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Founding Principles

July 05, 2020
by Mark David Siegel

"We hold these truths to be self-evident, that all men are created equal, that they are endowed by their Creator with certain unalienable Rights, that among these are Life, Liberty and the pursuit of Happiness."

-The Declaration of Independence

Hi everyone,

America’s founding document was created by flawed men. Many were slaveholders. All were white, educated, and comparably wealthy. They sought independence from England to pursue liberty for some Americans, but not all. They proclaimed self-evident truths but ignored self-evident hypocrisy. What about women? Or Black and Native people? What about equality and rights for everyone?

But the personal shortcomings and narrow vision of our founders shouldn’t blind us to the Declaration’s truths: all people are created equal, without exception. All people are endowed with unalienable rights.

On this Independence Day weekend, let’s ask if we are truly committed to the Declaration’s principles. If we believe in rights and equality, then why do we allow so many people to suffer from poverty, hunger, violence, and disease? Why do we have so few women and people of color in leadership positions? Why isn’t it self-evident to everyone that Black Lives Matter?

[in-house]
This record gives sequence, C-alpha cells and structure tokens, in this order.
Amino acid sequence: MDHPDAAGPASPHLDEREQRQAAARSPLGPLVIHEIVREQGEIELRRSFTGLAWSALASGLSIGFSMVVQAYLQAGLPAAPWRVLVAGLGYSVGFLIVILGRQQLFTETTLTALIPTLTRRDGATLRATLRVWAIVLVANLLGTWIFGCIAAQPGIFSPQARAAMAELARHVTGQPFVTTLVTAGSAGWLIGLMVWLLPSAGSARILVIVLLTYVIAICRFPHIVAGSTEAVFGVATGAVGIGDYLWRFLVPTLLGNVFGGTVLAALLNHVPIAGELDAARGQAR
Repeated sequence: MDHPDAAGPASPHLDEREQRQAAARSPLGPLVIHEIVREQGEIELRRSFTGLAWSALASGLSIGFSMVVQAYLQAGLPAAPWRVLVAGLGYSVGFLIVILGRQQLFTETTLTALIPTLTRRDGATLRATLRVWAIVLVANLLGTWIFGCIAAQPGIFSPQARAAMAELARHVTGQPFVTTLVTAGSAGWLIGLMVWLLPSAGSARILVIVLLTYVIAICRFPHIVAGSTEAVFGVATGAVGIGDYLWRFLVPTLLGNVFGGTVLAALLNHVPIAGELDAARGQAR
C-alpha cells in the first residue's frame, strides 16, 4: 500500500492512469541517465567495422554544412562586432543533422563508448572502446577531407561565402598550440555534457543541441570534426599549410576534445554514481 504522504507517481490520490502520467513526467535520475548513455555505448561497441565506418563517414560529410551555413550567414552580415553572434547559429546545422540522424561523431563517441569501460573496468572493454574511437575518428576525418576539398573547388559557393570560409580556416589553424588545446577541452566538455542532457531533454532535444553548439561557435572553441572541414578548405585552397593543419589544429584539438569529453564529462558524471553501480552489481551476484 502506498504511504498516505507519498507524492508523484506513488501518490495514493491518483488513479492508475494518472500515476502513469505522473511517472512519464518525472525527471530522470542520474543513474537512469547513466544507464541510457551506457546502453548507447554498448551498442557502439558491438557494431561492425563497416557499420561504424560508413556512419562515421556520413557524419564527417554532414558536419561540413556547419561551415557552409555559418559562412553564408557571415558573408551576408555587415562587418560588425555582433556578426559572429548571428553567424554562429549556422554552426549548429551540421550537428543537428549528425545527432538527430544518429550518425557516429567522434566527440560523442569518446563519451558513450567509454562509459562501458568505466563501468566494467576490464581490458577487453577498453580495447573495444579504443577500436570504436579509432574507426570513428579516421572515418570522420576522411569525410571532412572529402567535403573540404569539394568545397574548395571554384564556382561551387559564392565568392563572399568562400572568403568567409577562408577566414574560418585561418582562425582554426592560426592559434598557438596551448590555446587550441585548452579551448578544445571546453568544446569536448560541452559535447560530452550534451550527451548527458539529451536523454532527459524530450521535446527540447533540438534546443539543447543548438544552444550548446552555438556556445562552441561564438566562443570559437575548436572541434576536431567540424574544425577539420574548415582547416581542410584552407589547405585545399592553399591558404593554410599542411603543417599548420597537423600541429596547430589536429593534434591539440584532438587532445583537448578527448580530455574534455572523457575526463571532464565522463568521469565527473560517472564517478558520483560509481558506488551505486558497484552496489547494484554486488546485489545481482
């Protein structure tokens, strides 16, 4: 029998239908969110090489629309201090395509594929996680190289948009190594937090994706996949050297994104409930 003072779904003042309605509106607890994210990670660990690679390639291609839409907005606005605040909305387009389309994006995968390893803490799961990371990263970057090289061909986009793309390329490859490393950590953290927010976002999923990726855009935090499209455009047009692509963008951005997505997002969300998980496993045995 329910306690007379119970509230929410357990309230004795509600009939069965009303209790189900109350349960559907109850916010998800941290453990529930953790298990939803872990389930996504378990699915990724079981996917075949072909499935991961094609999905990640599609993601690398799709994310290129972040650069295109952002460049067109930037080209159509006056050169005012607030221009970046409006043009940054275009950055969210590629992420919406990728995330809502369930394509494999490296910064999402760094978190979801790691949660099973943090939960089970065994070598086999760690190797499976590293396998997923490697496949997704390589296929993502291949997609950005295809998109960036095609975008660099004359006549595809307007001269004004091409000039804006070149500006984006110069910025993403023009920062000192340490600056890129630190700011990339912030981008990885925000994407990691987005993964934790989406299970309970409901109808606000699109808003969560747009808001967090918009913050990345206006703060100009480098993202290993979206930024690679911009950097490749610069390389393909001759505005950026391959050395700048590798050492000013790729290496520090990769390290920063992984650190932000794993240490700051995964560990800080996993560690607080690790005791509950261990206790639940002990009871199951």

We’ve endured countless crises in our nation’s 244-year history, from economic downturns to civil unrest to pandemics to bloody wars. Each crisis raised questions about America’s ability to survive. But we prevailed each time, in large part because we united behind our founding principles. As Abraham Lincoln said in the aftermath of Gettysburg, our work is unfinished and hard times demand nothing less than our full measure of devotion.

The same is true today as we endure the quadruple threat of COVID-19, anti-Black violence, rising unemployment, and government malfeasance. To overcome this threat, we need to renew our commitment to our principles. We have to fight for them, just as our ancestors did at the dawn of the Revolutionary War and through many struggles after that: to free the slaves, to survive the 1918 flu, to withstand the Great Depression, to overcome fascism, and to secure civil rights.

Our vision of equality and universal rights isn’t limited by the origins of the Declaration of Independence. Rather, today’s vision is an unlimited one: fully dedicated to the proposition that we are all “created equal” and that this “government of the people, by the people, for the people, shall not perish from the earth.”

Enjoy the rest of your weekend, everyone,


PS to honor America:

Langston Hughes: Let America be America Again

Marian Anderson: “My Country ‘tis of Thee”

Lincoln’s Gettysburg Address


Submitted by Mark David Siegel on July 05, 2020